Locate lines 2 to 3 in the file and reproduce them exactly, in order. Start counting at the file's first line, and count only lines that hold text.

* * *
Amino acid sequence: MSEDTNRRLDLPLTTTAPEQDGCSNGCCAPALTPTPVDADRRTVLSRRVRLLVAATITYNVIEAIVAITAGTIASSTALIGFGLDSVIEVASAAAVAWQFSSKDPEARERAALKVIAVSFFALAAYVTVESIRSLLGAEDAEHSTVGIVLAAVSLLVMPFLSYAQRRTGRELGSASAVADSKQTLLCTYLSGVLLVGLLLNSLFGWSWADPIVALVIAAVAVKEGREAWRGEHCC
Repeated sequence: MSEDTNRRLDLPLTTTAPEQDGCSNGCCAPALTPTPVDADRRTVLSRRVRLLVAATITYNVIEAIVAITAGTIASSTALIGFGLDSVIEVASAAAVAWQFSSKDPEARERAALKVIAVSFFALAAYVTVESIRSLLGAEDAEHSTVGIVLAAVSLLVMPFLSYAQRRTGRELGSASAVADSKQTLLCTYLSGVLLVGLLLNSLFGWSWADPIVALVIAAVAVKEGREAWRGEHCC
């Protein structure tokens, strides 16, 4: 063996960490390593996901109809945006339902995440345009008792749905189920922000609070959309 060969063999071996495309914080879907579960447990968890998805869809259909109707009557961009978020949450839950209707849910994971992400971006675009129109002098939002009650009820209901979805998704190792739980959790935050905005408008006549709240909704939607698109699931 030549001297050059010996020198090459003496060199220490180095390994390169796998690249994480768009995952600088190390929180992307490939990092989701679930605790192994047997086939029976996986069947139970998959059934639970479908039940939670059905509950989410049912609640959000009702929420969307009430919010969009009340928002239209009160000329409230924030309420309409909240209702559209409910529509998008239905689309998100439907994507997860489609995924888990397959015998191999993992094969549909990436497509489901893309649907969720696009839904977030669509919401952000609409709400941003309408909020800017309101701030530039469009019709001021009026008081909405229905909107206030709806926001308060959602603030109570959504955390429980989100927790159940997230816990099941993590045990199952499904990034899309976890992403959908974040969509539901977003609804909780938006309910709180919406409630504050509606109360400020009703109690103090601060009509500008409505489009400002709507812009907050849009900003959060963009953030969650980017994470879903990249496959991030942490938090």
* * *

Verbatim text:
Repeated sequence: MSEDTNRRLDLPLTTTAPEQDGCSNGCCAPALTPTPVDADRRTVLSRRVRLLVAATITYNVIEAIVAITAGTIASSTALIGFGLDSVIEVASAAAVAWQFSSKDPEARERAALKVIAVSFFALAAYVTVESIRSLLGAEDAEHSTVGIVLAAVSLLVMPFLSYAQRRTGRELGSASAVADSKQTLLCTYLSGVLLVGLLLNSLFGWSWADPIVALVIAAVAVKEGREAWRGEHCC
């Protein structure tokens, strides 16, 4: 063996960490390593996901109809945006339902995440345009008792749905189920922000609070959309 060969063999071996495309914080879907579960447990968890998805869809259909109707009557961009978020949450839950209707849910994971992400971006675009129109002098939002009650009820209901979805998704190792739980959790935050905005408008006549709240909704939607698109699931 030549001297050059010996020198090459003496060199220490180095390994390169796998690249994480768009995952600088190390929180992307490939990092989701679930605790192994047997086939029976996986069947139970998959059934639970479908039940939670059905509950989410049912609640959000009702929420969307009430919010969009009340928002239209009160000329409230924030309420309409909240209702559209409910529509998008239905689309998100439907994507997860489609995924888990397959015998191999993992094969549909990436497509489901893309649907969720696009839904977030669509919401952000609409709400941003309408909020800017309101701030530039469009019709001021009026008081909405229905909107206030709806926001308060959602603030109570959504955390429980989100927790159940997230816990099941993590045990199952499904990034899309976890992403959908974040969509539901977003609804909780938006309910709180919406409630504050509606109360400020009703109690103090601060009509500008409505489009400002709507812009907050849009900003959060963009953030969650980017994470879903990249496959991030942490938090």